South Jordan University Promotes Civic Engagement
Jul 06, 2016 10:17AM ● Published by Sandra Osborn
South Jordan University Class of 2016:Julie Holbrook, Angie Kabat, Thomas Volt, Heather Volt, Carolyn Gunter, Kathy Lang, Coordinator Melinda Nagai Seager, Brooke Smith, Natalie Preece, Ted Neff, Katie Lindquist, Lisa Hunt, Carol Brown and Mayor Alvord. Not present: Patrick O’Shea, Melinda Nordahl, Ken Brown, Bill Lang, Lynette Doelling, Emily Goldman and Deanna Kaufman. –Sandra Osborn
By Sandra Osborn | email@example.com
South Jordan University graduated its 2016 class at the South Jordan City Council meeting on May 17.
The award-winning, intensive eight-week course offered an opportunity for interested community members to get insight on how the city operates. Participants learned how decisions are made, how city funds are allocated and how city departments operate together.
South Jordan University is open to all members of the community, age 16 and up, and runs every year in the spring. It’s free of charge but packed with information. City employees are encouraged to attend.
“The class helped me to understand how it is all connected,” Katie Lindquist, a class participant and Parks and Recreation employee, said. “I got to see how the office stuff affects what I do outside. You don’t get that bigger picture until you take the class.”
South Jordan University began in 2007 with the objective to involve and engage people in learning about the operation of city government. The effort aims to increase transparency and develop a true partnership between the city and its residents to address issues and strengthen community.
According to the Institute for Local Government (ILG), encouraging the public’s active engagement in the government’s decision-making process and supporting an ongoing exchange of information within communities helps protect them from abuse.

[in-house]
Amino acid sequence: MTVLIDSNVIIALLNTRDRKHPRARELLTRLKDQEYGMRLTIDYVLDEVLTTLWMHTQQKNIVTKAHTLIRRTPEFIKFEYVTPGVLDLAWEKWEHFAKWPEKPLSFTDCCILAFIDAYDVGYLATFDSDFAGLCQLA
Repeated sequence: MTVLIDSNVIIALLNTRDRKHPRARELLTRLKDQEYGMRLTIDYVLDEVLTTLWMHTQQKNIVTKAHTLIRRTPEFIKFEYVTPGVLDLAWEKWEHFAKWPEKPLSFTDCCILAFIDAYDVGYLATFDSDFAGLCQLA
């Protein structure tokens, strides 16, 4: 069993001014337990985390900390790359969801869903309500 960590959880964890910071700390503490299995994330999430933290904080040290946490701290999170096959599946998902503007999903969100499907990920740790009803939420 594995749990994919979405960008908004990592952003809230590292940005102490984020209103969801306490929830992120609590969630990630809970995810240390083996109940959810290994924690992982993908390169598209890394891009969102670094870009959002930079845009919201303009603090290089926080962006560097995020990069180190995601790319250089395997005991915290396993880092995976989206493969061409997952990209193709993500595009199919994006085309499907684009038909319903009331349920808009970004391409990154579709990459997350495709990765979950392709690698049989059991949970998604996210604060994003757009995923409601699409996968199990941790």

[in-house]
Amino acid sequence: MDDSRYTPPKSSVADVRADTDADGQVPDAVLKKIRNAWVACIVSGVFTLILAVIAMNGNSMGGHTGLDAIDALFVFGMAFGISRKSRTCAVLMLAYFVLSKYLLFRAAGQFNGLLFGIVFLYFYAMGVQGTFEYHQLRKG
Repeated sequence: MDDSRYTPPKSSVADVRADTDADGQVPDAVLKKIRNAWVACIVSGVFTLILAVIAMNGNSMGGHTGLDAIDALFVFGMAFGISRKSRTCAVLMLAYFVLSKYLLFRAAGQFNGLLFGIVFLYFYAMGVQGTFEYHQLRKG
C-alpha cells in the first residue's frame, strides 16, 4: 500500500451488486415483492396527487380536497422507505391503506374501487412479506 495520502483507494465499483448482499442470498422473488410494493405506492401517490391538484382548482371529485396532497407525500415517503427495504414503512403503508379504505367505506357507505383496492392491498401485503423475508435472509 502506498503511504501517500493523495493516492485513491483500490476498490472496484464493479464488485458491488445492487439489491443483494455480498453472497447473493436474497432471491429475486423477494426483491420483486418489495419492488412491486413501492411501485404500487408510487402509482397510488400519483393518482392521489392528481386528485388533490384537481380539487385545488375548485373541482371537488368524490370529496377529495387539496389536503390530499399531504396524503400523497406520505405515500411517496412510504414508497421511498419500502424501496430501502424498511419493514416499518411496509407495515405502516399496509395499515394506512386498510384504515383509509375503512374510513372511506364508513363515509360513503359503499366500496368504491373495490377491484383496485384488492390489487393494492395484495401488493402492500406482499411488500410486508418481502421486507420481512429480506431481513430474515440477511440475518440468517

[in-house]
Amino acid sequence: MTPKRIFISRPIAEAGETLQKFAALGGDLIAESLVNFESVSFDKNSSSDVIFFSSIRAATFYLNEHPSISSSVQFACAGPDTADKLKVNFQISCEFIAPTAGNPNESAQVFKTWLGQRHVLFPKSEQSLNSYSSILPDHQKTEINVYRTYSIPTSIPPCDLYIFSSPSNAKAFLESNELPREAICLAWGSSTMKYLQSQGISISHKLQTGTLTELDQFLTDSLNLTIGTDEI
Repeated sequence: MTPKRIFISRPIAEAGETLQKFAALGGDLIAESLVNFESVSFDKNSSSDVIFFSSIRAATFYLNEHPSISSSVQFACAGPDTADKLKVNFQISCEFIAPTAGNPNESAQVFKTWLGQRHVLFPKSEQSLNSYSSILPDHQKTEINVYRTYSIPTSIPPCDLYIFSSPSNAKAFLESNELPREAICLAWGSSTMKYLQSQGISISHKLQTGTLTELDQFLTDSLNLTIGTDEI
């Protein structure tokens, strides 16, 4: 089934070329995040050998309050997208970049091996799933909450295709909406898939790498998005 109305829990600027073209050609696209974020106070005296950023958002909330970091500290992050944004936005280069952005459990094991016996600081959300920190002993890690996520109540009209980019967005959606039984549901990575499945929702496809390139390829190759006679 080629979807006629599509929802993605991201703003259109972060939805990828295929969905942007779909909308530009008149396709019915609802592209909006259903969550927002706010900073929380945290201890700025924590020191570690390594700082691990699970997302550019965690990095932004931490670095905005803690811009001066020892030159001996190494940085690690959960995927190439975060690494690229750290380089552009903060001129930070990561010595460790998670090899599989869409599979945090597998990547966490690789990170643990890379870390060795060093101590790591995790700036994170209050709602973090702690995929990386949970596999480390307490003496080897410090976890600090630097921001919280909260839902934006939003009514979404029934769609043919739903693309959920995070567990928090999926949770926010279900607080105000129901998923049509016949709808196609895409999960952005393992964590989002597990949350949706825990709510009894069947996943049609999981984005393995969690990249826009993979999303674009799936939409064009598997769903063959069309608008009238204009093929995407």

Authentic public engagement builds community ownership. Engaged citizens have higher rates of participation in civic duties and the engagement increases the likelihood that members of the public will hold local officials accountable for pursuing the public’s interests instead of their own, according to ILG.
In addition, a strong information infrastructure offers a two-way exchange. People involved in the city sometimes forget how unfamiliar government structure and processes can seem to the general public.
“Residents don’t fully understand city departments and their policies and procedures that have to be followed to make something happen,” said Brooke Smith, class participant and city employee in Economic Development and City Commerce Department.
“South Jordan University provides presenters an opportunity to see the residents’ perspective and hear their questions and concerns. We then can think about how to facilitate those concerns and make issues better,” Smith said.
“Every resident should take the class, but definitely every city employee should take the class,” Linquist said. “Especially city council members. They should take the class before they run.”
Each week, participants had the opportunity to explore the different departments that make the city run efficiently: from financing and budgeting, to planning and engineering, the Gale Center, city council and more.
“I was impressed to learn about services that the city offers that I was not aware of,” Natalie Preece, South Jordan resident and class participant, said.
“People enjoy living in South Jordan. We have a lot of services and opportunities, it’s clean and the city is beautiful,” Preece said. “We take for granted how many people do different jobs to create that environment.”
“I wish my kids could take the class so they would understand,” Preece said. “South Jordan is a really well managed city, I knew that. But now I know why.”
“We are having an election year, and you always hear people complain about government. If people really understood what’s going on, more people would vote and become involved,” Preece said.
“I love the city. I love working for it,” Lindquist said. “The more I know about it the more I feel like I am part of it. South Jordan is great. It is not perfect, but it’s great.”